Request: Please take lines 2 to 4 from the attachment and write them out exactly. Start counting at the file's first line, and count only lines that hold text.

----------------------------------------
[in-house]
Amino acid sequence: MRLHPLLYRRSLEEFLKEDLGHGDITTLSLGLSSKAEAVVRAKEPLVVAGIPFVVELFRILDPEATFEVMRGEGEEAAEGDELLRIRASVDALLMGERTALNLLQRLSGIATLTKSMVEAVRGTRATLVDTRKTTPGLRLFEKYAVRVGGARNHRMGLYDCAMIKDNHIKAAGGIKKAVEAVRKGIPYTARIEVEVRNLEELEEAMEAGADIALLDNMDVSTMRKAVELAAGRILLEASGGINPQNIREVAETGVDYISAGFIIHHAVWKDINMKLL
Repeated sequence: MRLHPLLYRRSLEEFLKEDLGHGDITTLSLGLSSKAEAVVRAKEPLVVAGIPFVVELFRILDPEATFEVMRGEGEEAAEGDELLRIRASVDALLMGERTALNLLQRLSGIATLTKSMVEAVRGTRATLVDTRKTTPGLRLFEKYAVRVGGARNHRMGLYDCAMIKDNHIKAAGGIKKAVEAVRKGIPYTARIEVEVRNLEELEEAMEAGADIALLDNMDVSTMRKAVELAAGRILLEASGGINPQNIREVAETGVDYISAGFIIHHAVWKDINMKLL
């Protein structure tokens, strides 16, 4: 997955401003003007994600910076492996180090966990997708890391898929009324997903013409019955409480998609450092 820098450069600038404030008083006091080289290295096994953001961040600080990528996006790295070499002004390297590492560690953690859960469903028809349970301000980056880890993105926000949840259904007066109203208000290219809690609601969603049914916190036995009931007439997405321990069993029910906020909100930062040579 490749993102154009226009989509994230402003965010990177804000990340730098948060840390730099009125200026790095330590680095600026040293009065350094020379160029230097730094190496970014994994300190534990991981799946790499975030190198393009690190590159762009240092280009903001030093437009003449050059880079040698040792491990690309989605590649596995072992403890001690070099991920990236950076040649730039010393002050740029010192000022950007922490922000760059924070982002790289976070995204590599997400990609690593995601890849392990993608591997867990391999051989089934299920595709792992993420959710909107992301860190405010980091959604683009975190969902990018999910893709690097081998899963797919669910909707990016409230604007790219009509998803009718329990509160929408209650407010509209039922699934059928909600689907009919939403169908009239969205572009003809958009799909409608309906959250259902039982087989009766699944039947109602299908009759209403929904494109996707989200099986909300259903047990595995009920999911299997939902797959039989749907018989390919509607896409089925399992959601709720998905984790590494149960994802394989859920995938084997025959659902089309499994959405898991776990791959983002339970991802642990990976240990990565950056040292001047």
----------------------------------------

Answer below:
Amino acid sequence: MRLHPLLYRRSLEEFLKEDLGHGDITTLSLGLSSKAEAVVRAKEPLVVAGIPFVVELFRILDPEATFEVMRGEGEEAAEGDELLRIRASVDALLMGERTALNLLQRLSGIATLTKSMVEAVRGTRATLVDTRKTTPGLRLFEKYAVRVGGARNHRMGLYDCAMIKDNHIKAAGGIKKAVEAVRKGIPYTARIEVEVRNLEELEEAMEAGADIALLDNMDVSTMRKAVELAAGRILLEASGGINPQNIREVAETGVDYISAGFIIHHAVWKDINMKLL
Repeated sequence: MRLHPLLYRRSLEEFLKEDLGHGDITTLSLGLSSKAEAVVRAKEPLVVAGIPFVVELFRILDPEATFEVMRGEGEEAAEGDELLRIRASVDALLMGERTALNLLQRLSGIATLTKSMVEAVRGTRATLVDTRKTTPGLRLFEKYAVRVGGARNHRMGLYDCAMIKDNHIKAAGGIKKAVEAVRKGIPYTARIEVEVRNLEELEEAMEAGADIALLDNMDVSTMRKAVELAAGRILLEASGGINPQNIREVAETGVDYISAGFIIHHAVWKDINMKLL
């Protein structure tokens, strides 16, 4: 997955401003003007994600910076492996180090966990997708890391898929009324997903013409019955409480998609450092 820098450069600038404030008083006091080289290295096994953001961040600080990528996006790295070499002004390297590492560690953690859960469903028809349970301000980056880890993105926000949840259904007066109203208000290219809690609601969603049914916190036995009931007439997405321990069993029910906020909100930062040579 490749993102154009226009989509994230402003965010990177804000990340730098948060840390730099009125200026790095330590680095600026040293009065350094020379160029230097730094190496970014994994300190534990991981799946790499975030190198393009690190590159762009240092280009903001030093437009003449050059880079040698040792491990690309989605590649596995072992403890001690070099991920990236950076040649730039010393002050740029010192000022950007922490922000760059924070982002790289976070995204590599997400990609690593995601890849392990993608591997867990391999051989089934299920595709792992993420959710909107992301860190405010980091959604683009975190969902990018999910893709690097081998899963797919669910909707990016409230604007790219009509998803009718329990509160929408209650407010509209039922699934059928909600689907009919939403169908009239969205572009003809958009799909409608309906959250259902039982087989009766699944039947109602299908009759209403929904494109996707989200099986909300259903047990595995009920999911299997939902797959039989749907018989390919509607896409089925399992959601709720998905984790590494149960994802394989859920995938084997025959659902089309499994959405898991776990791959983002339970991802642990990976240990990565950056040292001047």